The U.S. Justice Department and the Federal Bureau of Investigation are probing whether the business model of daily fantasy sports operators violates federal law, according to people familiar with the matter.
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FBI agents from the Boston office have been contacting customers of DraftKings to ask them about their experiences with the Boston-based company, one person familiar with the matter said.
The probe is in the preliminary stage, two people said. It is part of an ongoing discussion within the Justice Department about the legality of daily fantasy sites, in which customers pay entry fees to draft virtual sports teams that compete against each other for prize money based on the real-world performances of athletes. Congress in 2006 prohibited financial companies from transferring money to online gambling sites and several were shut down. But so-called games of skill were exempted. Fantasy sports sites have since operated under that exemption. So-called daily fantasy sites like DraftKings and FanDuel, didn't become popular until after the law was enacted.
The Justice Department is trying to determine whether daily fantasy games are a form of gambling that falls outside the purview of the exemption. No decision on the matter has been reached, these people said.
Hundreds of millions of dollars in venture capital and player money are flowing into the booming fantasy-sports industry, which counts sports leagues, Google's investing arm, and major media companies such as Comcast and 21st Century Fox among its investors. Wall Street Journal-owner News Corp and 21st Century Fox were part of the same company until 2013. Walt Disney earlier this year scuttled a planned investment in DraftKings, though the companies maintain a marketing relationship.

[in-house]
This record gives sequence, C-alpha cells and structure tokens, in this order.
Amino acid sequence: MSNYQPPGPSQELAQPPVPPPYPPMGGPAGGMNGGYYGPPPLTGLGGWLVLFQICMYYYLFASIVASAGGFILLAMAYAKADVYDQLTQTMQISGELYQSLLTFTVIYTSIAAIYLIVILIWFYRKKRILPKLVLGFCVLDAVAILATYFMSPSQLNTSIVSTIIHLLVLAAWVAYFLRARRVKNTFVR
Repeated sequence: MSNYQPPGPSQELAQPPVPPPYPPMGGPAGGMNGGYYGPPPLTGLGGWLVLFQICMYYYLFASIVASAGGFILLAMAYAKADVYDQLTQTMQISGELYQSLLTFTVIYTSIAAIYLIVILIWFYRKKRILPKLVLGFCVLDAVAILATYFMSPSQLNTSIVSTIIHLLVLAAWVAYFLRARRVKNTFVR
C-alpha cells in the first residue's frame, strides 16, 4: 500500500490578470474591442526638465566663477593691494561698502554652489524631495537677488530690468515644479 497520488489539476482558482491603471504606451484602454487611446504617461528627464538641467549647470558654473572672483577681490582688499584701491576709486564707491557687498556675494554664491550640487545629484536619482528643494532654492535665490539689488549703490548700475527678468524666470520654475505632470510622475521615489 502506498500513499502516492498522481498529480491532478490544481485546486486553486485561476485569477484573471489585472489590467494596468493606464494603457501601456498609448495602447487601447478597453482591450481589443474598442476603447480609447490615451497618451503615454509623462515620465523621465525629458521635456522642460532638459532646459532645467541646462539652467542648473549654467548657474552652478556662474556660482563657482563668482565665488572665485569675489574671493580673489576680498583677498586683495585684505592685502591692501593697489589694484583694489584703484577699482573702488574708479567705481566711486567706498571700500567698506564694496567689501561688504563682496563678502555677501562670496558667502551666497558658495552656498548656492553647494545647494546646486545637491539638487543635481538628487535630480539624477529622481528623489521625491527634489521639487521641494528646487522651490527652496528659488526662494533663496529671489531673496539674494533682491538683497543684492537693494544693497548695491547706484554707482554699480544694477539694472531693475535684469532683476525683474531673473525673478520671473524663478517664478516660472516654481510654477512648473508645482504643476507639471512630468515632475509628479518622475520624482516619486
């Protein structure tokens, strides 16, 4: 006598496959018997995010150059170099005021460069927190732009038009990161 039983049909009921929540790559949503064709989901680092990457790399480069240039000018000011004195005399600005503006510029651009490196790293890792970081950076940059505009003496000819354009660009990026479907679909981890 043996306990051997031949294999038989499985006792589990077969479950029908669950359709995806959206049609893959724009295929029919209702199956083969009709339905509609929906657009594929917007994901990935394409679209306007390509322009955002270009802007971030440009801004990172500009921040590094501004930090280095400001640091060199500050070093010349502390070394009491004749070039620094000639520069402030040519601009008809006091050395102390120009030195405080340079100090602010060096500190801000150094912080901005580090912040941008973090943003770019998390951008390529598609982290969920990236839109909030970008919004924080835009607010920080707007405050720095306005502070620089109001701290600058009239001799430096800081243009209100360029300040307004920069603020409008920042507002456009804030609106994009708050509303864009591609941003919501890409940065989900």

Daily fantasy came under scrutiny last week after a DraftKings employee admitted on a fantasy-sports message board last week that he had prematurely released sensitive data about the site's biggest contest. The same week, he won $350,000 on FanDuel, something both companies acknowledge. DraftKings said the leak was an accident, and both companies said he didn't benefit from having early access to data.
FanDuel has hired an outside investigator to conduct an internal review and make recommendations on how to strengthen controls on sensitive information. DraftKings has hired an investigator to look into unspecified allegations against an employee.
"It is entirely predictable that the government would follow up on the misleading reports about our industry," a DraftKings spokeswoman said in a statement. "We have no knowledge of the specifics of any federal investigation but strongly disagree with any notion that our company has engaged in any illegal activities."
FanDuel has said daily fantasy is a game of skill, not luck, and is therefore exempt under the 2006 law.
The New York Attorney General's office has asked both companies for a raft of internal data including the win/loss records of players, algorithms that determine the fantasy pricing for athletes and details on their policies to prevent fraud. The companies have until Thursday to respond.
The Massachusetts Attorney General's office is in talks with both companies over putting in place proper consumer protections, according to a person familiar with the discussions.
Sharon Terlep contributed to this article
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